Pickleball, like any sport, is an art form. Craftsmanship, precision, and strategy are required to become the best player possible. As with any skill, mastery starts with the basics. Whether you are new to the game of pickleball or a seasoned veteran, perfecting the fundamentals is paramount to taking your game to the next level.
At Active Aging, we are dedicated to helping aging adults increase vitality, maintain longevity, and simply feel better. We accomplish this by partnering with the nation's top health and fitness experts. Recently, we were lucky enough to interview Robert Leonard, one of Colorado’s leading pickleball instructors at Gates Tennis Center. Robert grew up in San Diego with a strong background in tennis and paddle tennis before finding and falling in love with our favorite fast-paced, strategic sport: pickleball. He began teaching in 2020 in Santa Barbara and has had the pleasure of teaching Kenny Loggins. He currently teaches full-time at Gates Tennis Center in Denver, CO. He plays with JOOLA paddles and competes at the 5.0 and Open Pro level in singles and doubles.
Pickleballers, ye be warned, these are crucial errors to avoid. Mastering these tips guarantees immediate improvement. Remove these fixable mistakes to sharper your craft, become more competitive, and let your game speak for itself!
“Don’t take your eye off the ball.” We’ve heard it a thousand times in countless different sports. It seems like an obvious tip. But why is it so important? It’s actually quite simple. Taking your eye off the ball isn’t just about missing a shot; it can make the difference between a foul and an ace. Even the pros practice this simple tip tirelessly to minimize a mishit in a big moment.
Have you ever wondered which is your dominant eye? Knowing this information is helpful in all sports, especially pickleball, because it improves focus and accuracy. So, how do you find out which is your dominant eye? Hold your racket in front of you with both eyes open. Point the racket at a target about ten feet in front of you and then close each eye, one at a time. Whichever eye keeps the racket closest to the target is your dominant eye.
Every SINGLE time you hit the ball, watch your paddle come through and make contact. Consider this the golden rule of pickleball! Additionally, avoid the temptation of looking where you want the ball to go to reduce the chance of a mishit. Lastly, aim smack in the middle of the sweet spot of your paddle for the best hit possible, and compensate for a spin. If you do these tips, we guarantee your hitting will already improve.
Your reaction time is considerably slower when you are unprepared to hit the ball. Professional players are trained to maintain a strong ready-position on each shot, not just the first shot. The pros are also taught proper ready-position form. So, how should your ready-position look?
Although pickleball is a paddle sport, the game starts from the waist down. This means your legs should be bent at the knees when in your ready-position. You should also stand on your toes and avoid leaning back into your heels. A common mistake among amateur players is having “t-rex arms.” This occurs when your arms are not extended far enough in front of your body. Thus, it’s important to keep your arms extended out over your toes with your paddle held shoulder high. Avoid dropping your paddle to your waist, as this is easy to do when your arms tire. Lastly, keep your eye on your opponent and do not become distracted by your surroundings.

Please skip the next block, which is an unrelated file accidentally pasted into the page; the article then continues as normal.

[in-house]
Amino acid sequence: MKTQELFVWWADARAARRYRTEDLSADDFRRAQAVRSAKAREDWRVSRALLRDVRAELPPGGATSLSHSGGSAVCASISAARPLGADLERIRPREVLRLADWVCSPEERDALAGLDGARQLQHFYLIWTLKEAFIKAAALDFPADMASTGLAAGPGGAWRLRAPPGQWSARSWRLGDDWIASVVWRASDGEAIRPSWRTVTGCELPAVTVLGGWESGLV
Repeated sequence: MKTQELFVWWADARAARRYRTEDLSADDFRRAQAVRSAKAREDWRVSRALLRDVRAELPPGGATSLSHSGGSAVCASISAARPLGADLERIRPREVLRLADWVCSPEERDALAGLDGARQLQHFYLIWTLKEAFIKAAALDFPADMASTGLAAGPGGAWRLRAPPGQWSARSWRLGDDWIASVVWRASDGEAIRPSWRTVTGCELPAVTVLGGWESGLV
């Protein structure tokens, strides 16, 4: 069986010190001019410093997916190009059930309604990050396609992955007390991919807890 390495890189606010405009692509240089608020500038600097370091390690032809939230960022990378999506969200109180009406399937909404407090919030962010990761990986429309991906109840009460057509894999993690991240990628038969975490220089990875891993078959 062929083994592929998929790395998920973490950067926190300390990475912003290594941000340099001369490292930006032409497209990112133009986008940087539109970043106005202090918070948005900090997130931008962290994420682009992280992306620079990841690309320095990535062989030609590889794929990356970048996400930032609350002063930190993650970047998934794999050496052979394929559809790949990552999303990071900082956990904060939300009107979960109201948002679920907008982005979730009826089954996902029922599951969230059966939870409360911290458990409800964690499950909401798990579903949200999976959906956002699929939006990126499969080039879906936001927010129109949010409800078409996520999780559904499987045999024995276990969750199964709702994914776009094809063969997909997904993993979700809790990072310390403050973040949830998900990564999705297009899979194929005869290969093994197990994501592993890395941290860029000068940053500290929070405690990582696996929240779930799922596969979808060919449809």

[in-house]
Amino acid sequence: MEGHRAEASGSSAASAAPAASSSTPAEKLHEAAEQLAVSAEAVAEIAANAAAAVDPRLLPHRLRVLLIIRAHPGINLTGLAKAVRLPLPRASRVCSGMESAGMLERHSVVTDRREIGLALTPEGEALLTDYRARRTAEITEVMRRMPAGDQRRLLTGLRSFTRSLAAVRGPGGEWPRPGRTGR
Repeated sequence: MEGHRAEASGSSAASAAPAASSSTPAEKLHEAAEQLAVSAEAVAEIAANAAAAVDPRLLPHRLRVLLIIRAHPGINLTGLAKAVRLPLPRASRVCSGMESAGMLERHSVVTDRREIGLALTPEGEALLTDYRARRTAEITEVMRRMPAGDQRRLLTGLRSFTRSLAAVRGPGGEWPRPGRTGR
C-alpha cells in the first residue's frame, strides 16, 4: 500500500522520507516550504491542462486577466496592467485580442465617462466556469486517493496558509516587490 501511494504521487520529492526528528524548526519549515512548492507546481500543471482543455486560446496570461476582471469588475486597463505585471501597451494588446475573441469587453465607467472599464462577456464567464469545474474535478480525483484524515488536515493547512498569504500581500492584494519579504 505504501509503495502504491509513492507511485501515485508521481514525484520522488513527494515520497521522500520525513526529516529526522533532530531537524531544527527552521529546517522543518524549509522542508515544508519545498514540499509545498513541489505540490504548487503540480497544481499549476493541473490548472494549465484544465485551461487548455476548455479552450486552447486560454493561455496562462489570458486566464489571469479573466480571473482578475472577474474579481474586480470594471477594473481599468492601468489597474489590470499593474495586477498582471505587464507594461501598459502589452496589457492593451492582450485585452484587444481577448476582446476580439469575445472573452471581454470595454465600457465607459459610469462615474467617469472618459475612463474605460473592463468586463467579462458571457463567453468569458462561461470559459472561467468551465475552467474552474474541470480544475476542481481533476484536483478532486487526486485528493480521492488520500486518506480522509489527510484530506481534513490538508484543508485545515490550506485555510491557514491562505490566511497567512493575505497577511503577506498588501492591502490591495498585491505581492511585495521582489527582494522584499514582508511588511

You should return to the ready-position after every shot. Amateur players tend to have a strong ready-position when preparing to return a serve; however, their form often deteriorates on the subsequent shots. Each
Watch nearly any amateur pickleball match, and you will see ample poor shots and mishits due to players using the wrong hand. So this begs the question, forehand or backhand, which shot should you hit and when? The answer is relatively straightforward. If you are a right-handed player, only hit a forehand when the ball is on the right side of your body. If you are a left-handed player, only hit a forehand when the ball is on the left-hand side of your body. The word only is critical here. That’s because shots in the center of your body should be struck with a backhand, never a forehand. Too often, amateur players attempt to hit shots in the center of their body with a forehand, leading to mishits. Implement this one tip, and your game will improve immediately.
The next pickleball mistake is related to footwork. You always want your weight on your toes and moving forward. Be mindful to constantly step into your shots, even if it means playing a little farther back on the court. You don’t want to move backward or shift your weight onto your heels, consequently removing all the power out of your shot.
Never backpedal to retrieve balls hit over your head. Not only is backpedaling bad form, but it's a safety issue, as you can trip over your feet. It’s better to move sideways by shuffling your feet, allowing for better form and quicker footwork.
If you reduce pickleball to its lowest denominator, one rule will make you a winning player: you win the point by being the last player to keep the ball in play. Too often, points are lost by players trying to attempt difficult shots in situations they should just keep the ball in play. For example, if you receive a high ball and have the opportunity to slam it, then hit it in the middle of the court. You will hit the ball out of bounds if you try to slam it in the far corner. High-percentage shots pay off, so let your opponent make the mistakes.